Q&A: Nick Travieso, Cincinnati Reds Pitching Prospect

Nick Travieso had an up-and-down first full professional season. That doesn’t mean the Cincinnati Reds pitching prospect didn’t make great strides. The 2012 first-round pick learned a lot, which is ultimately more important than his 7-4 record or 4.63 ERA with the low-A Dayton Dragons.

Travieso celebrated his 20th birthday at the end of January, and he’ll head into spring training looking to improve on his 2013 campaign. He’ll do so with a better grasp of his mechanics, and full confidence in his plus fastball and swing-and-miss slider.

Travieso talked about his growing pains, and what he learned from them, late in the minor-league season.

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Travieso on acclimating to pro ball:
“I’ve learned a lot, mainly from my pitching coaches. I’ve learned that in pro ball, you actually have to pitch. Before I got drafted, it was more just throwing hard and getting away with having good stuff. Out here, if you throw hard and have good stuff but leave it over the plate, they’re going to hit it. I need to keep the ball down and hit my spots.

“In high school, you maybe run into one or two batters on each team that are actually good. Here, you have five or six batters that can really swing it. You’re not going to be able to throw it past everybody.”

On getting off to a slow start:
“I’m pleased with how things have been going as of late. I’m starting to pitch a lot better now, not so much for the stats, but for my personal being. My mechanics and ability to throw stikes are better.

“When I came in this spring, I wasn’t at my best. I’m not pleased about that. I struggled at the beginning, but now I’m starting to figure it out a little bit.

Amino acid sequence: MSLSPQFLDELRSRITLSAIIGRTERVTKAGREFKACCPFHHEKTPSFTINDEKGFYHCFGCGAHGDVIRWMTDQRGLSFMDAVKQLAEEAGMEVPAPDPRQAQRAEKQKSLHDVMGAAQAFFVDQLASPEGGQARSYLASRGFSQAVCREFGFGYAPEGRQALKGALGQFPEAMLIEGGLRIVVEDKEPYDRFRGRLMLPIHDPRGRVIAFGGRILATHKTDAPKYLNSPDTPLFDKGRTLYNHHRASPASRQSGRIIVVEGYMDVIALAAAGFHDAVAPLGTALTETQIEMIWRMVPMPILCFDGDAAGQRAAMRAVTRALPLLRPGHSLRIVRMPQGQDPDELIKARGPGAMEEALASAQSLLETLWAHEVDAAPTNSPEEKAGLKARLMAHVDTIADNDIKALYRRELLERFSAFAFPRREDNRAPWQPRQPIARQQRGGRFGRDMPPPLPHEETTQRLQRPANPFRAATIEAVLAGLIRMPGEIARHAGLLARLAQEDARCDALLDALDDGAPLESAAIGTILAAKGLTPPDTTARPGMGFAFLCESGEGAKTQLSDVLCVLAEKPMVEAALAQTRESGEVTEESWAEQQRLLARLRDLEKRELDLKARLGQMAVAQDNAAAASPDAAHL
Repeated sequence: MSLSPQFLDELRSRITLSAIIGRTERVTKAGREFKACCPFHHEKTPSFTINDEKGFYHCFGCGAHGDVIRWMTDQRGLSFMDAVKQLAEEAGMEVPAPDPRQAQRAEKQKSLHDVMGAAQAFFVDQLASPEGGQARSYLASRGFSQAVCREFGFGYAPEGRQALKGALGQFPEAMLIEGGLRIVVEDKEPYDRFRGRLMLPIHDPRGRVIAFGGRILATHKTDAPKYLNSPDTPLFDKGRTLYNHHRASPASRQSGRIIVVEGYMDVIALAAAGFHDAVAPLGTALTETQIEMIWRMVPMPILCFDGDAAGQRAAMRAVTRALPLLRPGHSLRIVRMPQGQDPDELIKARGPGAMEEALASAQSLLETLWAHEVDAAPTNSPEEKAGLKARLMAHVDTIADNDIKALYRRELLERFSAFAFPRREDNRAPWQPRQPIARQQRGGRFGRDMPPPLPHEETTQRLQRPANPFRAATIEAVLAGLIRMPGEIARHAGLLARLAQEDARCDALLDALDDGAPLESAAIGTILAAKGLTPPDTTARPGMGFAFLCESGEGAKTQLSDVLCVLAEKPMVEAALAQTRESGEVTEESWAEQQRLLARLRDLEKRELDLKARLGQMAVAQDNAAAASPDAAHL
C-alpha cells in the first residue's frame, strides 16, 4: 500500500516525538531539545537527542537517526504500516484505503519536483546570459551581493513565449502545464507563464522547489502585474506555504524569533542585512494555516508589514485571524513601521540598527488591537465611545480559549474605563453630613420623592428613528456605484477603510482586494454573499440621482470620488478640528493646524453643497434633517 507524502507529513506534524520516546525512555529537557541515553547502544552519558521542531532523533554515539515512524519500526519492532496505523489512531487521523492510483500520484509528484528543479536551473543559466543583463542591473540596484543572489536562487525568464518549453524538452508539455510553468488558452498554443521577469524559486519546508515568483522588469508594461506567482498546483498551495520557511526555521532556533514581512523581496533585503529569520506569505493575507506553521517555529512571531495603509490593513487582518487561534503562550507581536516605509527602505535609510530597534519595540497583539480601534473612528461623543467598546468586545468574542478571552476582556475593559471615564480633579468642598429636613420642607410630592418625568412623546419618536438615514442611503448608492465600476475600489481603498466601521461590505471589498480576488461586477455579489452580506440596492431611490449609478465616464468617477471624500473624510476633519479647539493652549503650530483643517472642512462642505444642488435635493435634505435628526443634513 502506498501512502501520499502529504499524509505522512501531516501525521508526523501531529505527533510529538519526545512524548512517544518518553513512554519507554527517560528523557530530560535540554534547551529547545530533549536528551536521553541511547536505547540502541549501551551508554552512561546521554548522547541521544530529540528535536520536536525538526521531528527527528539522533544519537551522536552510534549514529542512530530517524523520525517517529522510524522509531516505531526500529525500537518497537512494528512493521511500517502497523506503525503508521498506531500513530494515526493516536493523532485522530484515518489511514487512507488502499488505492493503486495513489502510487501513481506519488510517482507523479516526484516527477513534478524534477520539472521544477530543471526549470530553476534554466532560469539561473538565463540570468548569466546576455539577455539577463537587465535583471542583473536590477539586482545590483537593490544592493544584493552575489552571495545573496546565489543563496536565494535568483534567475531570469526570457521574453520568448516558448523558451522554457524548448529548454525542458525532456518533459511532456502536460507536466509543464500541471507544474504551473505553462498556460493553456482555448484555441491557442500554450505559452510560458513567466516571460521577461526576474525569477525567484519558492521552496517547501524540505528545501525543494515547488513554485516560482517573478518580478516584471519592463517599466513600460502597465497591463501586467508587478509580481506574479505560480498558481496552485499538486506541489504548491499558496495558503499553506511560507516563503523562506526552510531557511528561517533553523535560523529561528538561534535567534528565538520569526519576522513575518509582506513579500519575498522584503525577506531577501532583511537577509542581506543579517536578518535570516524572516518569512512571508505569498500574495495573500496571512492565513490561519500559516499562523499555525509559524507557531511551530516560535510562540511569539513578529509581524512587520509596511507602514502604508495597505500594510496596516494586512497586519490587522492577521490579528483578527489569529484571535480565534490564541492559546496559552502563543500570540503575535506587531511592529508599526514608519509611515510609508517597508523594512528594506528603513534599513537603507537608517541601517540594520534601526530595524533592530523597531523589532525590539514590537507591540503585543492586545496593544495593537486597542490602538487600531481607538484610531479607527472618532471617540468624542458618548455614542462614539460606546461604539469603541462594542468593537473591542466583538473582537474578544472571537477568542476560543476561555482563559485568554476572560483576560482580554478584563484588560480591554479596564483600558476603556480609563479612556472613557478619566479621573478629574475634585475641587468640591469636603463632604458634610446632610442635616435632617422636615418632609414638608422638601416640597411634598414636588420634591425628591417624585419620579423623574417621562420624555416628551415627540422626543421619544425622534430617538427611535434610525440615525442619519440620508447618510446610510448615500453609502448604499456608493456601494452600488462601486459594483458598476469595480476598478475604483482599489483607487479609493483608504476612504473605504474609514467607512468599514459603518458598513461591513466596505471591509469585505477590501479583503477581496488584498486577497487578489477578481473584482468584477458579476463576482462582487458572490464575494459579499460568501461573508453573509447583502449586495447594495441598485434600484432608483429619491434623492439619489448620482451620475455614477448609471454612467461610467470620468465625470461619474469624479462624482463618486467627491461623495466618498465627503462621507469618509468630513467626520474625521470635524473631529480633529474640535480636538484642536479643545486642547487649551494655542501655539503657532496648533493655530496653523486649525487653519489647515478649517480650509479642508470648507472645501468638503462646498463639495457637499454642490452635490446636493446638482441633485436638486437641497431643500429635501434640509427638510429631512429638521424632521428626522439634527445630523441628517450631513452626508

“I guess I kind of tried to do a little too much. I tried to be more than what I am. I had to come around to realizing I got drafted for a reason. What worked for me in high school, I’m starting to go back to now. I’m working with Tony Fossas, my pitching coach. He said, ‘Look, whatever’s comfortable for you, just go back to it and figure it out.‘ At the beginning of the year, I felt like I was trying to be too mechanical, trying to look like a pitcher instead of being a pitcher.”

On his mechanics: “I’ve been told I’m pretty fluid throughout my mechanics. You know, pretty fluid the whole way through, with not too many pauses or anything like that. I’m pretty much a guy who likes to stay comfortable and let my arm work instead of being mechanical.

“They did [tweak my delivery] a little bit, and tried to stick with it. I worked with it and kept telling myself it would get better. But then I worked with Reds pitching great Tom Browning. He said, ‘Look, all you really want to do is get in a rocking chair out there; get comfortable‘. From then on — basically from extended [spring training] –it was pretty much straight toward where I want to be.”

On his repertoire:
“I throw a fastball, a slider and a change. Every now and then I like to mix in a curveball just to show it. Basically, my fastball is my No. 1 pitch, and I go to my slider as my No. 2.